Stories of Hope: Amiir Johnson

Meet Amiir Johnson, a 17-year old senior at Stratford STEM Magnet High School. A long-time resident of Nashville, Amiir grew up surrounded by poverty and didn’t really find his own direction until he started the Jobs for Tennessee Graduates program.

He says, “For me, JTG has built my confidence toward going out and getting a job. I feel like it has helped me improve my skills, such as talking with other people, how to represent myself in an interview, and work toward getting a job. I didn’t know how to build a resume, or even what a resume was, before I got to JTG. Now I have a full resume and a bunch of added bonuses to present. It lets me know that I can get a job with my resume and knowing what to do in an interview.”

He says his future was uncertain had he not been in the JTG program. He says, “Without JTG, when I graduate, I probably would have no clue what to do. Before JTG, I never had a resume, I didn’t have a job, and I didn’t really have to do anything. But now, it has taught me that I can stand on my own feet and get out there.” Now, Amiir will attend Nashville State for two years upon graduation, and he plans to transfer to either the University of Alabama or Middle Tennessee State University his junior year to study chemical or electrical engineering.

Amiir regrets a lot of his decisions and approach to education his first two years of high school. He didn’t place much emphasis on his education or his future after graduation, citing many times where he skipped school and made choices to run with the wrong crowd and get into trouble. For him, the JTG program, and the influence of his school’s JTG Specialist, Daniel Smith, is solely what refocused his energy, instilled confidence, and has given him hope that he has a future now.

“I know that I have the skills and the confidence to compete with others in a job interview. I’m ready to walk in and present myself in a way that can get me the job I want,“ he says, his eyes beaming with pride.

Amiir believes that all students, especially those from backgrounds of poverty, should have access to JTG to give them a hope and a future. He says, “If all students in every school had access to the JTG program, it would drastically over time decrease the unemployment rate.” A naturally charismatic person, Amiir now has the self-confidence to pursue whatever path he chooses.

JTG is committed to expanding its program to even more schools throughout the state, and it is through generous donations that we are able to do so. Please visit our Connect/Donate page to make a difference in a life like Amiir’s.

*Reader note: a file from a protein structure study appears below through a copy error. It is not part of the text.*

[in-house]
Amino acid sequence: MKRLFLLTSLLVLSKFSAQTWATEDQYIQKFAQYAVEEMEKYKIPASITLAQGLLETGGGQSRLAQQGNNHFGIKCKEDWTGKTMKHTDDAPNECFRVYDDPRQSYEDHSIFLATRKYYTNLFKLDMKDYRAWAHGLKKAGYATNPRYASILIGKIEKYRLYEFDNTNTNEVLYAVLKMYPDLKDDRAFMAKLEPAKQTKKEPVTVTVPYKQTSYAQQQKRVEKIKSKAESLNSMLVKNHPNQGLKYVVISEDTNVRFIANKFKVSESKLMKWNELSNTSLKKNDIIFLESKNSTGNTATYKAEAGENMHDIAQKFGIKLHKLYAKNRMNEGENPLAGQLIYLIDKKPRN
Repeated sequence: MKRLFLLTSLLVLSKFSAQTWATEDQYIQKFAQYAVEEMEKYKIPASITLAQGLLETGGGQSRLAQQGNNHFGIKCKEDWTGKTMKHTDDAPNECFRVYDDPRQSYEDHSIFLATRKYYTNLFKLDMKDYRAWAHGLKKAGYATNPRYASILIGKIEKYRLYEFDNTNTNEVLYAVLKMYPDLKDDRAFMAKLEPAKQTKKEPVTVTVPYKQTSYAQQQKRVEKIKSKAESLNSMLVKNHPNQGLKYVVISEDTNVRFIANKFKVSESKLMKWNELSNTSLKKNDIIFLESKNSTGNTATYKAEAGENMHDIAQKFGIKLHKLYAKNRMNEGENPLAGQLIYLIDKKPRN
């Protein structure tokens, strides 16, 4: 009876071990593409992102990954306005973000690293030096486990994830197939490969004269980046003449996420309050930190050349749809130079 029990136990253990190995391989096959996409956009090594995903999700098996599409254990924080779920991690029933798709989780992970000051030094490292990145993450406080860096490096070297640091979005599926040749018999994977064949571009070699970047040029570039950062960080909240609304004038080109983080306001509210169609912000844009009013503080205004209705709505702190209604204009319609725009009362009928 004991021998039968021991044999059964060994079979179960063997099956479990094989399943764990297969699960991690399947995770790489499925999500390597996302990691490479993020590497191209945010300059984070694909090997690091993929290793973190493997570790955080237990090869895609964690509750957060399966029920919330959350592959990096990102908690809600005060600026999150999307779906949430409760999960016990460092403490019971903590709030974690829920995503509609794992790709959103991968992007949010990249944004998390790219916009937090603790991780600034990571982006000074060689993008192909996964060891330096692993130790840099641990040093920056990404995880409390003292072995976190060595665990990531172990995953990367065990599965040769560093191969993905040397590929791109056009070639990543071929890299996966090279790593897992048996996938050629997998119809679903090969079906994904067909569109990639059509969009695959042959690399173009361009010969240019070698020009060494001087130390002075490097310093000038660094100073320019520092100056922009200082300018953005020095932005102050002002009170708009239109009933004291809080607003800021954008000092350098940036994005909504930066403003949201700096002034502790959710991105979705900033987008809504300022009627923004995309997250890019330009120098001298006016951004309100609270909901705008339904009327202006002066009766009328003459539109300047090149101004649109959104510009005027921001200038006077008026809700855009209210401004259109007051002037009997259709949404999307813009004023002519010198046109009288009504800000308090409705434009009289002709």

By | 2017-06-14T20:55:12+00:00 June 20th, 2017|Stories of Hope|0 Comments

About the Author:

Call it John Dwyer 2.0 After 29 years as a TV Broadcaster, Dwyer is President & CEO of Jobs for Tennessee Graduates (JTG). JTG, an affiliate of Jobs for America’s Graduates (JAG), is a non-profit organization dedicated to stewarding at-risk high school students toward graduation with follow through toward post-secondary education and/or job opportunities. Associated with JAG since 1981, JTG consistently obtains a graduation rate above 90-percent with a full-time job rate at nearly 70-percent. The most vulnerable, socioeconomically challenged young men and women, graduate with self-esteem with the realization and skill set to achieve success after high school. Does it get much better than that? Dwyer, is a resident of the Nashville area since 1996. He was sports director and/or a news anchor at TV stations in Nashville, Jacksonville, Florida; Ft. Myers, FL and his hometown of South Bend, Indiana. He is a 10-time Mid-South Region Emmy Award winner, along with winning numerous other awards. He is also a former Heisman Trophy voter. John is a 1985 graduate of Butler University, where he majored in Radio/TV while minoring in journalism. An avid running (or “plodder” as he likes to call himself), Dwyer runs in Nashville’s annual marathon. (Current tally: 7 Full, 10 Half). He accomplished a goal, once thought out of reach, be qualifying and running in the Boston Marathon in 2009. Married to Lynley, Dwyer resides in East Nashville with his wife and dog Lola. Dwyer served on the Make-A-Wish Middle Tennessee board from 2006-2012, and was board chairman for three years.

Leave A Comment